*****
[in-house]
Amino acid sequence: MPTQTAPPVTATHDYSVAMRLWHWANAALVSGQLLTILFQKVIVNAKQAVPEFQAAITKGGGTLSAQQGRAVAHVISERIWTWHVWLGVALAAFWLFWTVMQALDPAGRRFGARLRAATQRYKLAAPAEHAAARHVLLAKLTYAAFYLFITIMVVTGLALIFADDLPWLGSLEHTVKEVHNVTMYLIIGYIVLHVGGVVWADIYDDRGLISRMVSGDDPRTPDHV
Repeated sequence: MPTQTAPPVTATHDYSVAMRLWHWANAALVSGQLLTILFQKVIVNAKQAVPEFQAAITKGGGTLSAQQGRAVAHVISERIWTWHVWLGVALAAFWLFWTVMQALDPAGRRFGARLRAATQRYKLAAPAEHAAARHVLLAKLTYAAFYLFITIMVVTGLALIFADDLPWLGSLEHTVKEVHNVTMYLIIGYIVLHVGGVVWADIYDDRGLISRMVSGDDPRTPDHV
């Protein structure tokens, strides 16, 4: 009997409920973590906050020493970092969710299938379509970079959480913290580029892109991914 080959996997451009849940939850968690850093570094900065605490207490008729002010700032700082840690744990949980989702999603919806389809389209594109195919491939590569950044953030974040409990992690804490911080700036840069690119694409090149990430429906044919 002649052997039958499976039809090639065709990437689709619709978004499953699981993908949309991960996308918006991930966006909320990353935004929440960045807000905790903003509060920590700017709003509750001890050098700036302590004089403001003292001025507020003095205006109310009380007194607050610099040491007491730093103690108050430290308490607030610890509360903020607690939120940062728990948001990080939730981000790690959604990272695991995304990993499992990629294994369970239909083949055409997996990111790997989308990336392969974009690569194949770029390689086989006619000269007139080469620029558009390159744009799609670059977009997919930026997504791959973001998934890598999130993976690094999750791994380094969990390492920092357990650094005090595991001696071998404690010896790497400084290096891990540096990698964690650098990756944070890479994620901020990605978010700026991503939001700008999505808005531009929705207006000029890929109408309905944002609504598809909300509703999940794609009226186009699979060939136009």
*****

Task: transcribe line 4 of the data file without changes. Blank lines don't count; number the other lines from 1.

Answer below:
């Protein structure tokens, strides 16, 4: 009997409920973590906050020493970092969710299938379509970079959480913290580029892109991914 080959996997451009849940939850968690850093570094900065605490207490008729002010700032700082840690744990949980989702999603919806389809389209594109195919491939590569950044953030974040409990992690804490911080700036840069690119694409090149990430429906044919 002649052997039958499976039809090639065709990437689709619709978004499953699981993908949309991960996308918006991930966006909320990353935004929440960045807000905790903003509060920590700017709003509750001890050098700036302590004089403001003292001025507020003095205006109310009380007194607050610099040491007491730093103690108050430290308490607030610890509360903020607690939120940062728990948001990080939730981000790690959604990272695991995304990993499992990629294994369970239909083949055409997996990111790997989308990336392969974009690569194949770029390689086989006619000269007139080469620029558009390159744009799609670059977009997919930026997504791959973001998934890598999130993976690094999750791994380094969990390492920092357990650094005090595991001696071998404690010896790497400084290096891990540096990698964690650098990756944070890479994620901020990605978010700026991503939001700008999505808005531009929705207006000029890929109408309905944002609504598809909300509703999940794609009226186009699979060939136009």